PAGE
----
Lomey Mfg. Corp/Spotless Group                               233 North 19
P.O. Box 5314
                                 Transplanting Equipment     Lincoln, NE 68503
Asheville, NC 28813              Ellis Manufacturing Co.     402-474-1622
1-800-423-2314                   Box 246
                                 Verona, WI 53593            Clifford Sales & Marketing
FAX 704-626-9210
                                                             Nick Clifford
                                 Mechanical Transplanter     44 Granada Way
                                 Box 1008B                   St. Louis, MO 63124
                                 Holland, MI 49423           314-432-5806

McHutchison Co.                TENAX Corporation       Vaughan Seed CO.
Vaughn N. Fletcher             8291 Patuxent Range     Joe J. Rawley
418 Kingsley                   Jessup, MD 20794        Box 3473
Liberty, MO 64068              800-356-8495            Lawrence, KS 66046
816-781-1818                   Fax: 301-725-5910       785-843-8080
American Plant Products        Premier Brands Inc.     Wheeler Arts
Rod Lewis                      Tobin Standard          Dept. CFQ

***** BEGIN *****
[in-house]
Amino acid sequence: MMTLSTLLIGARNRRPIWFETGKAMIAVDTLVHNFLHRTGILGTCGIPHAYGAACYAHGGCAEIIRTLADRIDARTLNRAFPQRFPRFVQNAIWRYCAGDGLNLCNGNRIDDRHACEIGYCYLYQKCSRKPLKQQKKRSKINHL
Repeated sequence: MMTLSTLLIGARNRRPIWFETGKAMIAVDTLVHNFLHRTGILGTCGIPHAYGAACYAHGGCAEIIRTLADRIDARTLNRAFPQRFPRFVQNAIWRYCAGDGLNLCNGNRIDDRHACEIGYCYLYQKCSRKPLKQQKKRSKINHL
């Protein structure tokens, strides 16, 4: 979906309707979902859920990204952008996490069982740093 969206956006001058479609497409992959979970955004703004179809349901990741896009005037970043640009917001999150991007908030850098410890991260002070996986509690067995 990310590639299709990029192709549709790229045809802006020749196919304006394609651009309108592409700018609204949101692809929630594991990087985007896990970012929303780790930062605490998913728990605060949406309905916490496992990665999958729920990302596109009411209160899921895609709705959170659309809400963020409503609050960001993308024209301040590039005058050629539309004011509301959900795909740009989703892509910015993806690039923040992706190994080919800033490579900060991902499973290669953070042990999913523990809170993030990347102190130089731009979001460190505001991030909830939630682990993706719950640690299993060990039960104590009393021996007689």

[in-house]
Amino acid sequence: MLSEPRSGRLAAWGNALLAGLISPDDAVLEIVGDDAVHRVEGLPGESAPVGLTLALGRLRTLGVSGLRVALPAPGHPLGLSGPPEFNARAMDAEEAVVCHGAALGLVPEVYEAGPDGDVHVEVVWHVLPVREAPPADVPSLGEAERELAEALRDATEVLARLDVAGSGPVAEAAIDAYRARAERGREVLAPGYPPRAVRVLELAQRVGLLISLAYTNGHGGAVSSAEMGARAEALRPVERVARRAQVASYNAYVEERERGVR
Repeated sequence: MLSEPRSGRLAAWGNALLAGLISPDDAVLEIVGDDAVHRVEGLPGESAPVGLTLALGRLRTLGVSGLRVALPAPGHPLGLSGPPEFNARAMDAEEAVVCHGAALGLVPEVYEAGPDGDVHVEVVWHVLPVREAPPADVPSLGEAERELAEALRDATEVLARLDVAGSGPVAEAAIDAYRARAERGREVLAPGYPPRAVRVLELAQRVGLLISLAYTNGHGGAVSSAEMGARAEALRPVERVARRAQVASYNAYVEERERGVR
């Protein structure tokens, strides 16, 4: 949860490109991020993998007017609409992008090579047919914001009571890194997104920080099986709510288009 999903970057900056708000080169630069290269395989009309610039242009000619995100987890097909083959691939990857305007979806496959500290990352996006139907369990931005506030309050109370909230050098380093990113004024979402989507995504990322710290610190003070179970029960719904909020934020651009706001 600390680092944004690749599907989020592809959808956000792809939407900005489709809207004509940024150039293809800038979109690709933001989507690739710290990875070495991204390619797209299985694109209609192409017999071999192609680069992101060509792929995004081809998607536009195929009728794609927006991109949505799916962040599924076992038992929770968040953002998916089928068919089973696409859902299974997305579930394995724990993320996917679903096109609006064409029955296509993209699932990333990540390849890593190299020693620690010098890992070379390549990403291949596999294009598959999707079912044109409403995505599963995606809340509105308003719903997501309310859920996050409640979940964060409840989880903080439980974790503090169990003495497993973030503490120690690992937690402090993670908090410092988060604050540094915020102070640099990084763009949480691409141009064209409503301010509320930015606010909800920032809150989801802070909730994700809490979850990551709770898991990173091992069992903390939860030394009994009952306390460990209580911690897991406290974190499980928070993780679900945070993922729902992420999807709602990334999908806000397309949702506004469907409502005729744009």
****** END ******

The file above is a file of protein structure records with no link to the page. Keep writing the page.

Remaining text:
9200 NW. 10th St.              Dan O’Meara             66 Lake Park
Oklahoma City, OK 73127–9722   931 West 8 St.          Champaign, IL 61821–7101
405-787-4833                   Kansas City, MO 64101   217-359-6816
                               816-842-3838            FAX 317-359-8716
Swecker–Knipp Inc.
Dennis Whitegon                Ball Seed Co.           Stuppy Greenhouses
900 NW. Jackson                P.O. Box 335            Bruce Holden
Topeka, KS 66608               West Chicago, IL        P.O. Box 12456
785-234-5652                   800-323-BALL            1212 Clay St.
                               FAX 800-234-0370        North Kansas City, MO 64116
Gard’N-Wise Distributors
1515 East 29th St. North       A.H. Hummert Seed
Wichita, KS 67219              Sheryl Shaefer          Nexus Greenhouse
316-838-1474                   2746 Chouteau Ave.      10983 Leroy
                               St. Louis, MO 63103     Northglenn, CO 80233
Temkin Int., Inc.
                               314-771-0646            303-457-9199